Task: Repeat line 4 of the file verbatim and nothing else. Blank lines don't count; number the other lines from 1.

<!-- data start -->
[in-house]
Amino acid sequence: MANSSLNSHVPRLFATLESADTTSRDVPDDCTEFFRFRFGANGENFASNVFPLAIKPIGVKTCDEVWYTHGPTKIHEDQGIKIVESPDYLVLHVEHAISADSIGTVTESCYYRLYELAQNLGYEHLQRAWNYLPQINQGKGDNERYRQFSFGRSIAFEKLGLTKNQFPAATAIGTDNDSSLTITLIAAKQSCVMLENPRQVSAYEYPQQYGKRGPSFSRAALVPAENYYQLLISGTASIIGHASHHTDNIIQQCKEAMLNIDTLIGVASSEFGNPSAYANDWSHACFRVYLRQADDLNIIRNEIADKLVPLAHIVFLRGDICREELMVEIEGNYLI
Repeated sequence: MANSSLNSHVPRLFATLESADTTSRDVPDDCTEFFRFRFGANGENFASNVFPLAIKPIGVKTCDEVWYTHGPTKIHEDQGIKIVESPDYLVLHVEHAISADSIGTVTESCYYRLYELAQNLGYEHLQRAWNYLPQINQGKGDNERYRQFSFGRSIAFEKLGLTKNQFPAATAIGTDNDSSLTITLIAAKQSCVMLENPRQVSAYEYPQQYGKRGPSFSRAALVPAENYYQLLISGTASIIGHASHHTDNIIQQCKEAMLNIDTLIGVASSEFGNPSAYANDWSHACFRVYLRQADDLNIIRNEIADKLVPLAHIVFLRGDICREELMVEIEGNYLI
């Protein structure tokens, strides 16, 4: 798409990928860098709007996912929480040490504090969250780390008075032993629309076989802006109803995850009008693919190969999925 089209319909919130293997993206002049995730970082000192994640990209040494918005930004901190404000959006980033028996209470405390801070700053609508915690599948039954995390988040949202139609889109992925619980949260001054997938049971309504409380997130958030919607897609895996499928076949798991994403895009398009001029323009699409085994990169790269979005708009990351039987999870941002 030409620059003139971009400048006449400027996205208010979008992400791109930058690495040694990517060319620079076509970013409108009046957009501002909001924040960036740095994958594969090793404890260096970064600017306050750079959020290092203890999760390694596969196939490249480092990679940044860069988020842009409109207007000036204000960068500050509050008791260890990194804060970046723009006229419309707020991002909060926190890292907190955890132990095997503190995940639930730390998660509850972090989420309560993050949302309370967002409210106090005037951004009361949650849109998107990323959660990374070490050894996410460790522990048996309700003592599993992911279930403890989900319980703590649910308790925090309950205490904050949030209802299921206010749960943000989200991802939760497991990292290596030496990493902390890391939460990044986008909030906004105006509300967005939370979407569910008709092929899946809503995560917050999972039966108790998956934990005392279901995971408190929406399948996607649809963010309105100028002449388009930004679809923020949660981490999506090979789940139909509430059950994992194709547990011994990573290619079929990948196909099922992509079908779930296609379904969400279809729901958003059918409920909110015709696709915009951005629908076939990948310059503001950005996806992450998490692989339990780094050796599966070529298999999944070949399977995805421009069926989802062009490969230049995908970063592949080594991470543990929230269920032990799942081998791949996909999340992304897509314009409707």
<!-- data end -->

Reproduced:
């Protein structure tokens, strides 16, 4: 798409990928860098709007996912929480040490504090969250780390008075032993629309076989802006109803995850009008693919190969999925 089209319909919130293997993206002049995730970082000192994640990209040494918005930004901190404000959006980033028996209470405390801070700053609508915690599948039954995390988040949202139609889109992925619980949260001054997938049971309504409380997130958030919607897609895996499928076949798991994403895009398009001029323009699409085994990169790269979005708009990351039987999870941002 030409620059003139971009400048006449400027996205208010979008992400791109930058690495040694990517060319620079076509970013409108009046957009501002909001924040960036740095994958594969090793404890260096970064600017306050750079959020290092203890999760390694596969196939490249480092990679940044860069988020842009409109207007000036204000960068500050509050008791260890990194804060970046723009006229419309707020991002909060926190890292907190955890132990095997503190995940639930730390998660509850972090989420309560993050949302309370967002409210106090005037951004009361949650849109998107990323959660990374070490050894996410460790522990048996309700003592599993992911279930403890989900319980703590649910308790925090309950205490904050949030209802299921206010749960943000989200991802939760497991990292290596030496990493902390890391939460990044986008909030906004105006509300967005939370979407569910008709092929899946809503995560917050999972039966108790998956934990005392279901995971408190929406399948996607649809963010309105100028002449388009930004679809923020949660981490999506090979789940139909509430059950994992194709547990011994990573290619079929990948196909099922992509079908779930296609379904969400279809729901958003059918409920909110015709696709915009951005629908076939990948310059503001950005996806992450998490692989339990780094050796599966070529298999999944070949399977995805421009069926989802062009490969230049995908970063592949080594991470543990929230269920032990799942081998791949996909999340992304897509314009409707």